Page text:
Sportswriting and the Humanities

A couple weeks ago, Rian Watt at Baseball Prospectus wrote a provocative post about the future of baseball writing. He notes the complaints that sabermetrics—known more broadly, outside of baseball, as analytics, the focus on statistical data—has become stale, with discussions increasingly calcifying around the same few narrow topics: pitch framing by catchers, the effects of defensive shifts, etc. (One factor Watt doesn’t mention is the trend in which talented analysts are often hired by sports teams, thus exchanging their publicly-available work for proprietary work.)  But Watt rejects the idea that sportswriting as a whole is stagnating. He sees an ongoing paradigm shift, in which the ascendant trend in sportswriting is no longer analytics, but writing by those he calls “intersectionalists”: writers who, while by no means rejecting the statistical analytic approach, put more emphasis on the human side of sports:

The best baseball writing I’ve read this year has been about more than baseball. It’s been about politics, and race, and gender, and sexuality, and money, and power, and how they all come together in this game we love. It’s placed the game in its social context, and used it as a lens to talk about ideas that are bigger than the nuts and bolts of a box score or a daily recap. It’s engaged with difficult questions about how to be a fan when players you love are disappointingly flawed and human, and how to be a human being living in an often unjust world.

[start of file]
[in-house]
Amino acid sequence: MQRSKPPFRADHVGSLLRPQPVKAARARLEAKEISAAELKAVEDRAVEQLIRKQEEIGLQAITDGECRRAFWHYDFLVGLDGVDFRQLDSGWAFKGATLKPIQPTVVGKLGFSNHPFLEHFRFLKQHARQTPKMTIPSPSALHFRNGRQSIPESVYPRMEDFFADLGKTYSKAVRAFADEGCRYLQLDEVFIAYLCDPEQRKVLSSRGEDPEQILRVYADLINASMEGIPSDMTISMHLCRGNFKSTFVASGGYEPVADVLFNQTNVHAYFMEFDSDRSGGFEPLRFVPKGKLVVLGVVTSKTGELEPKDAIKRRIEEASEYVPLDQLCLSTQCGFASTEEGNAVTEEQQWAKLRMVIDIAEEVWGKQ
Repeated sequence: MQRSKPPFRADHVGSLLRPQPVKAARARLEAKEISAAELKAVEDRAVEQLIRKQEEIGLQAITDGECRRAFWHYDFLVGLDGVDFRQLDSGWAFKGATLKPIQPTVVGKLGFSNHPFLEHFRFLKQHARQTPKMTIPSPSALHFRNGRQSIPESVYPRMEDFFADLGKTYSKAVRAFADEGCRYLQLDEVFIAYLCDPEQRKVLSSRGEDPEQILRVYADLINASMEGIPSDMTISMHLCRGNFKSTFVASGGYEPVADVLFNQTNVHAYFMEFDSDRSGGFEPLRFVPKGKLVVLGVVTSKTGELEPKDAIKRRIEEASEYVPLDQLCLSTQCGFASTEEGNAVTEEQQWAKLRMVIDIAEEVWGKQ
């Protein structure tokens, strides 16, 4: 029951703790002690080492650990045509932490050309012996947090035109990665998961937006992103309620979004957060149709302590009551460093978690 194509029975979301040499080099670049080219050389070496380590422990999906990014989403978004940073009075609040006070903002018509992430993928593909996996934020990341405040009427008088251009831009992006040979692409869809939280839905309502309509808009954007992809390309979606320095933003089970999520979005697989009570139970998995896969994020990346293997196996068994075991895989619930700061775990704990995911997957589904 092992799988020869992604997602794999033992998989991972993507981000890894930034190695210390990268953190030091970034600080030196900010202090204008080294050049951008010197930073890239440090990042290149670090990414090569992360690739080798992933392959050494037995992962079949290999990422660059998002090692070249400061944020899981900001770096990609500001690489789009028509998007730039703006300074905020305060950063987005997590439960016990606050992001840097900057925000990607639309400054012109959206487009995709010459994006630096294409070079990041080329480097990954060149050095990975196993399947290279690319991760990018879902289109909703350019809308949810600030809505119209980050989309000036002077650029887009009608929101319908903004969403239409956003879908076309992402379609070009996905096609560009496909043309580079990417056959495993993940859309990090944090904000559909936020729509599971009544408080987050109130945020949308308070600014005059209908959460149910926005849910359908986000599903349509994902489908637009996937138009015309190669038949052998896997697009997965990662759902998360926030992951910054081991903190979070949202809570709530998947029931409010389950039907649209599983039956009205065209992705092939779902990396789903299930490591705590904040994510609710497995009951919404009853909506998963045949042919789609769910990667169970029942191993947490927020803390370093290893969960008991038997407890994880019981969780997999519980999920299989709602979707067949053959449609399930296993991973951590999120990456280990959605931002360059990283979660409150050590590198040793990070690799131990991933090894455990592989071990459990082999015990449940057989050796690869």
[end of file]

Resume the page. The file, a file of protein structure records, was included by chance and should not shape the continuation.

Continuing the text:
Craig Calcaterra, among others, wholly embraced the label, putting up an “Intersectionalist Manifesto.” I share Watt and Calcaterra’s conviction that this is a new and exciting trend in sportswriting. I don’t mean to overstate how new this is (and I don’t think Watt does either); much of the appeal of sites such as Deadspin, as well as the now-defunct Grantland, is on their insightful and clever look into the human side of sports. Even traditional sportswriting has its humanistic giants, like Roger Angell, and its hacks, like Mitch Albom. But it does seem to me that Watt is right that more and more new writers are producing interesting writing along these lines, and despite the death of Grantland I think these discussions will continue to thrive. Humanities-based sportswriting is exactly what I’m trying to do with this blog, of course, and so I’m particularly interested in exploring how this style might have growth potential. That’s what I’ll look at in this post.

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“Useless Stats”

Though I’m not the most math-savvy sports blogger—I went to Sarah Lawrence—I’m a big fan of well-written statistical analysis. My life as an active and conscious sports fan—as opposed to a guy who just cheers when the team wins—began when I read Moneyball,and since then the most interesting sports writing I’ve read, whether in print or online, has almost all started from the premise that statistics, and the hunt for better and better statistics, are a vital part of how we tell stories about sports. It’s because I’m such a fan of statistical analysis that I want to point out when it could be doing better at telling those stories.

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